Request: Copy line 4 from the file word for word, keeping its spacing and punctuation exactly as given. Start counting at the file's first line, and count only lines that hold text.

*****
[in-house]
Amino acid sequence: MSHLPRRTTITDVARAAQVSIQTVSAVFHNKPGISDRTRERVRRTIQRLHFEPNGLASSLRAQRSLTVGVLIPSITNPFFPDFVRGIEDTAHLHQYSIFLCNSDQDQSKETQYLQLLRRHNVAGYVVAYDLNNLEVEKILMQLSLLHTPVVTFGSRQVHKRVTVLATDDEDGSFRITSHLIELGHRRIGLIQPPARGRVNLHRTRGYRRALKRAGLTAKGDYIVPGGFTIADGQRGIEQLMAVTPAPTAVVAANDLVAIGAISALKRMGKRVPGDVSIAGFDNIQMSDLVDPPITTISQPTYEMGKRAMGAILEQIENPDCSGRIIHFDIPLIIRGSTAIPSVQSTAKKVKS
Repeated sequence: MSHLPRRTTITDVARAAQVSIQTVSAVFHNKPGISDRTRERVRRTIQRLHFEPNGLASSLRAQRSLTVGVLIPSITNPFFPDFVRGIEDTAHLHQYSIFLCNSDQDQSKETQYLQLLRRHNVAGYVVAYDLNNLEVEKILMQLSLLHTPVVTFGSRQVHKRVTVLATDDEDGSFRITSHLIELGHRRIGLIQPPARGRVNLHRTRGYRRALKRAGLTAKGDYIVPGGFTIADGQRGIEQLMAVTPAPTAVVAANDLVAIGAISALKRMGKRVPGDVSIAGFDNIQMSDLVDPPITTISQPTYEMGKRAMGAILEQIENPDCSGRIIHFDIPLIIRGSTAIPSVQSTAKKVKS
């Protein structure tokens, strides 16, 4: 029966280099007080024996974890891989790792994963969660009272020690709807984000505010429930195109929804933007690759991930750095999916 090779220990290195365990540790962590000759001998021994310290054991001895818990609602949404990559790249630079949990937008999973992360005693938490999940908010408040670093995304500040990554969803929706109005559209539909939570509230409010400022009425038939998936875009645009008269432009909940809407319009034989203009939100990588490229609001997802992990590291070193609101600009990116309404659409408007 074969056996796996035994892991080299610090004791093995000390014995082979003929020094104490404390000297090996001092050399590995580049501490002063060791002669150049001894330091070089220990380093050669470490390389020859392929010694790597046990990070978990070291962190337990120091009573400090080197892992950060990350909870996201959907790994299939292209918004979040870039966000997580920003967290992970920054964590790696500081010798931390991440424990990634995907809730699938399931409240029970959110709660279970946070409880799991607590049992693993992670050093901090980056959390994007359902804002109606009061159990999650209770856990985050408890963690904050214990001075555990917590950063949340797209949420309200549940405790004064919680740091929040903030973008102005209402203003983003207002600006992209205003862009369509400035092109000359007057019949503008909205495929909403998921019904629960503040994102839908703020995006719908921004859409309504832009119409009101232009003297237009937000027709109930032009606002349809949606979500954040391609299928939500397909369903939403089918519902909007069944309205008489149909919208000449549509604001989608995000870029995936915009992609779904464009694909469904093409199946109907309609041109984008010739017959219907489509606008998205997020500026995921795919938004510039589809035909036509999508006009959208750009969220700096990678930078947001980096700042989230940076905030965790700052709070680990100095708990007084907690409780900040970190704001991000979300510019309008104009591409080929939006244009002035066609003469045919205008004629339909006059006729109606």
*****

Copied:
């Protein structure tokens, strides 16, 4: 029966280099007080024996974890891989790792994963969660009272020690709807984000505010429930195109929804933007690759991930750095999916 090779220990290195365990540790962590000759001998021994310290054991001895818990609602949404990559790249630079949990937008999973992360005693938490999940908010408040670093995304500040990554969803929706109005559209539909939570509230409010400022009425038939998936875009645009008269432009909940809407319009034989203009939100990588490229609001997802992990590291070193609101600009990116309404659409408007 074969056996796996035994892991080299610090004791093995000390014995082979003929020094104490404390000297090996001092050399590995580049501490002063060791002669150049001894330091070089220990380093050669470490390389020859392929010694790597046990990070978990070291962190337990120091009573400090080197892992950060990350909870996201959907790994299939292209918004979040870039966000997580920003967290992970920054964590790696500081010798931390991440424990990634995907809730699938399931409240029970959110709660279970946070409880799991607590049992693993992670050093901090980056959390994007359902804002109606009061159990999650209770856990985050408890963690904050214990001075555990917590950063949340797209949420309200549940405790004064919680740091929040903030973008102005209402203003983003207002600006992209205003862009369509400035092109000359007057019949503008909205495929909403998921019904629960503040994102839908703020995006719908921004859409309504832009119409009101232009003297237009937000027709109930032009606002349809949606979500954040391609299928939500397909369903939403089918519902909007069944309205008489149909919208000449549509604001989608995000870029995936915009992609779904464009694909469904093409199946109907309609041109984008010739017959219907489509606008998205997020500026995921795919938004510039589809035909036509999508006009959208750009969220700096990678930078947001980096700042989230940076905030965790700052709070680990100095708990007084907690409780900040970190704001991000979300510019309008104009591409080929939006244009002035066609003469045919205008004629339909006059006729109606």